You immediately remembered a time where they ‘were taken out’ by a defender, maybe staying down to try and get the penalty, set restart or when they thought they were collected high and would be out cold until they big screen showed the replay and confirmed no penalty all of a sudden that player was okay and got up and kept playing…


Yeah, now you understand why the image to the game is taking a massive hit. How it’s a bad look. And how our favourite past time of watching all the dives in the EPL and A-League is over – no sport is exempt anymore.

2. A mockery of what is trying to be achieved
Their hunt for a penalty after staying down, and coaches exploiting the HIA rule to continuously obtain a ‘free interchange’ – with that player remarkably being replaced by someone else who had just completed their 15-minute HIA-check – together is just making a mockery of what we are all trying to achieve.

We as fans are as part of this as the players. Whether we turn up or not, whether we jump on the bandwagon when they are doing well, or what not the players still get paid their salary.

But it is us accepting the rule changes, knowing we may ‘hate’ the opposition on the field but off it we don’t want anyone permanently affected by doing their job that keeps the game going – without us accepting these rule changes and going to matches, buying merchandise, or even supporting from a far with paid TV subscriptions, we are doing our part for the future good of the player.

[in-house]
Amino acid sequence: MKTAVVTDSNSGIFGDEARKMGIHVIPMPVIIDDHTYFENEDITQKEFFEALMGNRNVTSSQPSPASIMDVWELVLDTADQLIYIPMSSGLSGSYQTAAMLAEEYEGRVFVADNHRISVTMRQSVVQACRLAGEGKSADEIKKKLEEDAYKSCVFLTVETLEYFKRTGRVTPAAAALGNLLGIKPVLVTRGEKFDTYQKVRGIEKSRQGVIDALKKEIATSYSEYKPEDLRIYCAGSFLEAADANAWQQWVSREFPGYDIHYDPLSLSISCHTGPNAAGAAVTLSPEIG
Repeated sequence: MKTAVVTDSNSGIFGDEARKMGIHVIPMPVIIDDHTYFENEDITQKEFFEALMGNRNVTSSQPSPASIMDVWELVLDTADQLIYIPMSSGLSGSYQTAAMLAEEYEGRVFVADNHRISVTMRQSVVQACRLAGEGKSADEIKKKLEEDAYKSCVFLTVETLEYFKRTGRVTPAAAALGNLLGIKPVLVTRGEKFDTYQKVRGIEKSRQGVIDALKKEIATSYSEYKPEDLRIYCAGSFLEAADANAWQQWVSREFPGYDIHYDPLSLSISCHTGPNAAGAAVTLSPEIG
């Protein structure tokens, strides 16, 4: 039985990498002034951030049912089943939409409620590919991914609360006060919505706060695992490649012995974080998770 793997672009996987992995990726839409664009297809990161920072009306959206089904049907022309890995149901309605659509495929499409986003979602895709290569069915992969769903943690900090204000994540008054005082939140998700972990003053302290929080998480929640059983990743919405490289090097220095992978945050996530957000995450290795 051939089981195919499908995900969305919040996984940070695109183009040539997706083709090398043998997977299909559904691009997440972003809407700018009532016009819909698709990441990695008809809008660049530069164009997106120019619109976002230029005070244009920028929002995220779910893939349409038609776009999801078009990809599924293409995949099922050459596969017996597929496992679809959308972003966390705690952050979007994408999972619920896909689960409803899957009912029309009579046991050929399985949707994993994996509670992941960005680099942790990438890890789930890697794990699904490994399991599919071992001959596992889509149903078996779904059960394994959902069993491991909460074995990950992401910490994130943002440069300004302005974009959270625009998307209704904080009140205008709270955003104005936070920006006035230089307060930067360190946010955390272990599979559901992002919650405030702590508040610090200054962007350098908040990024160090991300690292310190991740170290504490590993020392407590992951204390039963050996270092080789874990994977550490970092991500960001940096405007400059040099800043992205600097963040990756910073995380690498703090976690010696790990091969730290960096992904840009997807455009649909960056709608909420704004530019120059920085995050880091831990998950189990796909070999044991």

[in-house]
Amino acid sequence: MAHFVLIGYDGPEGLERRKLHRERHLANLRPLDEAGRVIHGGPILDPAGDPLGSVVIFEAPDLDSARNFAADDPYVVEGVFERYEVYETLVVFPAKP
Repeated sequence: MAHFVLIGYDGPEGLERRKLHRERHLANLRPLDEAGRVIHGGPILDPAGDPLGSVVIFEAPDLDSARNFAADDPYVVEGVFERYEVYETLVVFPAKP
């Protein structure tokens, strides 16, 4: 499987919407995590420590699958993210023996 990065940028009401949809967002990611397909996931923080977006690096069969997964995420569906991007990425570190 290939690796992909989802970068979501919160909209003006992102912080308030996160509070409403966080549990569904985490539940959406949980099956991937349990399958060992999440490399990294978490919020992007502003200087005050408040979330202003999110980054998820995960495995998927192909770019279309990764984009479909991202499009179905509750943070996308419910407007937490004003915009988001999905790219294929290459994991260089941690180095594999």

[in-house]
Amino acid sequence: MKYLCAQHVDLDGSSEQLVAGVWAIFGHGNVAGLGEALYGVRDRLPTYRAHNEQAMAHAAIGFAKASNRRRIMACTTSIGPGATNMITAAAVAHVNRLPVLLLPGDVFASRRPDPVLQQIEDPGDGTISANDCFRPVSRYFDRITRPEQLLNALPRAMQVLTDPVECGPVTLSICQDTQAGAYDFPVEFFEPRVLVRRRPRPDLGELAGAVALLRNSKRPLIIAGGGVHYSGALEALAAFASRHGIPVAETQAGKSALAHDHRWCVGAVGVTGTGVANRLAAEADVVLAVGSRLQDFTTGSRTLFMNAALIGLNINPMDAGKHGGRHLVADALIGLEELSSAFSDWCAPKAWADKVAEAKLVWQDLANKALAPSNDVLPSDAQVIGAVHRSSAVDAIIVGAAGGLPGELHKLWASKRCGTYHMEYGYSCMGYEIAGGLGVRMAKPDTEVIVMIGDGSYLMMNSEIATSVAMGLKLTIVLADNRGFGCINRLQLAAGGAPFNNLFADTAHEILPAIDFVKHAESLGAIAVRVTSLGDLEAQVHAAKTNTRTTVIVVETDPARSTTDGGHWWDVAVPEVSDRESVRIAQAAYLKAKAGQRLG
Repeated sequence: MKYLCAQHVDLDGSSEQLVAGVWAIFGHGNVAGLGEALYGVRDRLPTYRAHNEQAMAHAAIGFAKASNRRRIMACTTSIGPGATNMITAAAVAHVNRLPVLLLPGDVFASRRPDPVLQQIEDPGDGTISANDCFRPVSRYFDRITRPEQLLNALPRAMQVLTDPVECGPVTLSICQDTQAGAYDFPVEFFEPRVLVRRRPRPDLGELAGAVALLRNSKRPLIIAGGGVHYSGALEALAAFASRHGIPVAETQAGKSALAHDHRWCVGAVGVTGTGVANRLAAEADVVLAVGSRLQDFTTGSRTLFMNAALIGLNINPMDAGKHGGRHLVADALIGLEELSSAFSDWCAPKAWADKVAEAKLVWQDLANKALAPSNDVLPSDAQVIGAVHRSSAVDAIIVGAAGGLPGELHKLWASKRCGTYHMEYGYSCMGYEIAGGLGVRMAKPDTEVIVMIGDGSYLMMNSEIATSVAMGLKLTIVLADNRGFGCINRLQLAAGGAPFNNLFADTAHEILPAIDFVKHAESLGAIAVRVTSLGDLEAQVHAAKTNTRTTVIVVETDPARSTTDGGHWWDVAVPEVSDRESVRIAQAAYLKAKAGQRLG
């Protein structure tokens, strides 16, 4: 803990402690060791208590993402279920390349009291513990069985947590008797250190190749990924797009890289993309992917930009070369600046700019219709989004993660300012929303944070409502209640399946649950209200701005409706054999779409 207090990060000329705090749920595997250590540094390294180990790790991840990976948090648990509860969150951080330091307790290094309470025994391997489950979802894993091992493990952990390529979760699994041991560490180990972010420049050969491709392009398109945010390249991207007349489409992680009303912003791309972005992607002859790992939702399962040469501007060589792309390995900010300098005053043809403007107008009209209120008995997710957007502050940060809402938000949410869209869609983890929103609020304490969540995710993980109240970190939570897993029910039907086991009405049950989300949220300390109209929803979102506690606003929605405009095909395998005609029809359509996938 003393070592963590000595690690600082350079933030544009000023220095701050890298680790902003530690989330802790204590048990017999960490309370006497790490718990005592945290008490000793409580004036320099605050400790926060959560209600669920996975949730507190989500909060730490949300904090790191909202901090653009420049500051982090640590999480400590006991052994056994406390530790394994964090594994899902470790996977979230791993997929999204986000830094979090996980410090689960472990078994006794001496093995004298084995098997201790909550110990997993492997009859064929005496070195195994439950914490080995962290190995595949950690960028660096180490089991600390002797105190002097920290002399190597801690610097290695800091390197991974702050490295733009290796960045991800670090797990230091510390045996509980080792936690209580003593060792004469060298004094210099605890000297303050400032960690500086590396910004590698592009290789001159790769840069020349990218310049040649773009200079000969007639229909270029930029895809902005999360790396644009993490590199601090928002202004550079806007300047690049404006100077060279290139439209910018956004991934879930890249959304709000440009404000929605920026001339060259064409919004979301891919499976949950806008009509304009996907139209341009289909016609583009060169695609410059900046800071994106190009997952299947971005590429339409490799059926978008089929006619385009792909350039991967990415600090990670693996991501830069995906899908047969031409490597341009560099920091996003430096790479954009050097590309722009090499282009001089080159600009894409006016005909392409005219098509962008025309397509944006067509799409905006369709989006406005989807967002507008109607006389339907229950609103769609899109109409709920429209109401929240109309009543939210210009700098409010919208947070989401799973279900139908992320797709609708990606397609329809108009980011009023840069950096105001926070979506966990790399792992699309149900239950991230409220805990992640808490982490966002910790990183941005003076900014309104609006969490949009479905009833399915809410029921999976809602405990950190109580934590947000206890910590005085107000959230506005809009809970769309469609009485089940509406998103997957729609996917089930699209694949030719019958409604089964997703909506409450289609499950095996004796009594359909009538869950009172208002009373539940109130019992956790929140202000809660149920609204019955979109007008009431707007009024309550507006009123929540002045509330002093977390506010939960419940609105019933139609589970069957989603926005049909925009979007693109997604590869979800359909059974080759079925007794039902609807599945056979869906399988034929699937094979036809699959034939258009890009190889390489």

I mean, we loved the shoulder charge when performed right. The timing of a Sonny Bill Williams old school shoulder charge was a sight to be seen. But it is now illegal, due to the whiplash of the brain on the person on the receiving end.

Sonny Bill Williams smiles

(Photo by George Wood/Getty Images)

We accept that for the long-term health of the player.

But when players, and coaches make a mockery of it, take the piss, it is like crapping in our hands and telling us to clap.


They are putting lives at risk just to try and find a loophole in the rules to get free interchanges. Now obviously not all HIAs are for tactics – there have been some sickening blows across all codes this season, and even some innocently looking knocks resulting in a player’s day being over and done with.